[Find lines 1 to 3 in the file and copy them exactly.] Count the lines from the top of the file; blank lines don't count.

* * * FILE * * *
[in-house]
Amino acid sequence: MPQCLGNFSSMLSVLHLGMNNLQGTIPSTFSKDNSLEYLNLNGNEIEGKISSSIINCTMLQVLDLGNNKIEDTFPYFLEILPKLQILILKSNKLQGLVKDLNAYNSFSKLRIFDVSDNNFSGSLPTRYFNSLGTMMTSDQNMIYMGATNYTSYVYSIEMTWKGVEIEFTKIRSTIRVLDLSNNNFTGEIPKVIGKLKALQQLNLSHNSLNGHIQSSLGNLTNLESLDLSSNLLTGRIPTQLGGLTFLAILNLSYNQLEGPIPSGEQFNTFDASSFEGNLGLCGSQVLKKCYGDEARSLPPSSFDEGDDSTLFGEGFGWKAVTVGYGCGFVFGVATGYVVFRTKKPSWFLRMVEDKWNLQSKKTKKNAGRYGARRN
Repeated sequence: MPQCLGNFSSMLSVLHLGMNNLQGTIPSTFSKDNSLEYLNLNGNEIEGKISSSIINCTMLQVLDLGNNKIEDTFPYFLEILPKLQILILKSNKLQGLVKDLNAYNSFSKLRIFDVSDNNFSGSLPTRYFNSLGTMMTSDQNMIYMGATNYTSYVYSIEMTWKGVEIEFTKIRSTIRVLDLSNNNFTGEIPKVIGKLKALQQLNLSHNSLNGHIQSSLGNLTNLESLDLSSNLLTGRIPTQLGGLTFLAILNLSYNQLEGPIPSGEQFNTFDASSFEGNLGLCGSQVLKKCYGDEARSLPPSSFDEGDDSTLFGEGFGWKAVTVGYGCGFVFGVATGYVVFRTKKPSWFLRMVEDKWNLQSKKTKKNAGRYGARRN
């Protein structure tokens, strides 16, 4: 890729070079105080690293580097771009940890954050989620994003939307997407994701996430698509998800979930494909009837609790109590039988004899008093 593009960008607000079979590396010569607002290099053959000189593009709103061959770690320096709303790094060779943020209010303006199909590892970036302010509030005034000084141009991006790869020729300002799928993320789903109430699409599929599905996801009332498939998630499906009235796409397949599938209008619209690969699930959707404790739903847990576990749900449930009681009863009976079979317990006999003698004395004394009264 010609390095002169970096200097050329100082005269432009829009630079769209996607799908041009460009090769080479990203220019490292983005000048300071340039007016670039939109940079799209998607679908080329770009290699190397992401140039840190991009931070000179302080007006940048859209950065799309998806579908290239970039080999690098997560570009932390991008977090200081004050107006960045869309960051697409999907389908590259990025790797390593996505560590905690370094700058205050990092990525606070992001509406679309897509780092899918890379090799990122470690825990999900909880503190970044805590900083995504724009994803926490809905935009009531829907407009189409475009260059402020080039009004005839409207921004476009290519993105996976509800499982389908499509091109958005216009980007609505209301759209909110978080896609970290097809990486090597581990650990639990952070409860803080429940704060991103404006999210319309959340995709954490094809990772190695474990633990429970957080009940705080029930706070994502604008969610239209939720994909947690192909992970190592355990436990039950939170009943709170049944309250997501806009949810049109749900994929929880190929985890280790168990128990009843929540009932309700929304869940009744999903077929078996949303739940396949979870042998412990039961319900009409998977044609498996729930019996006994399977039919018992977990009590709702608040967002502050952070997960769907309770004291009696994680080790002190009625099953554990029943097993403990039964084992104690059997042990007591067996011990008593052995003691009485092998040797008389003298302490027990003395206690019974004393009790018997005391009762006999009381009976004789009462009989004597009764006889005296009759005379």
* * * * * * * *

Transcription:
[in-house]
Amino acid sequence: MPQCLGNFSSMLSVLHLGMNNLQGTIPSTFSKDNSLEYLNLNGNEIEGKISSSIINCTMLQVLDLGNNKIEDTFPYFLEILPKLQILILKSNKLQGLVKDLNAYNSFSKLRIFDVSDNNFSGSLPTRYFNSLGTMMTSDQNMIYMGATNYTSYVYSIEMTWKGVEIEFTKIRSTIRVLDLSNNNFTGEIPKVIGKLKALQQLNLSHNSLNGHIQSSLGNLTNLESLDLSSNLLTGRIPTQLGGLTFLAILNLSYNQLEGPIPSGEQFNTFDASSFEGNLGLCGSQVLKKCYGDEARSLPPSSFDEGDDSTLFGEGFGWKAVTVGYGCGFVFGVATGYVVFRTKKPSWFLRMVEDKWNLQSKKTKKNAGRYGARRN
Repeated sequence: MPQCLGNFSSMLSVLHLGMNNLQGTIPSTFSKDNSLEYLNLNGNEIEGKISSSIINCTMLQVLDLGNNKIEDTFPYFLEILPKLQILILKSNKLQGLVKDLNAYNSFSKLRIFDVSDNNFSGSLPTRYFNSLGTMMTSDQNMIYMGATNYTSYVYSIEMTWKGVEIEFTKIRSTIRVLDLSNNNFTGEIPKVIGKLKALQQLNLSHNSLNGHIQSSLGNLTNLESLDLSSNLLTGRIPTQLGGLTFLAILNLSYNQLEGPIPSGEQFNTFDASSFEGNLGLCGSQVLKKCYGDEARSLPPSSFDEGDDSTLFGEGFGWKAVTVGYGCGFVFGVATGYVVFRTKKPSWFLRMVEDKWNLQSKKTKKNAGRYGARRN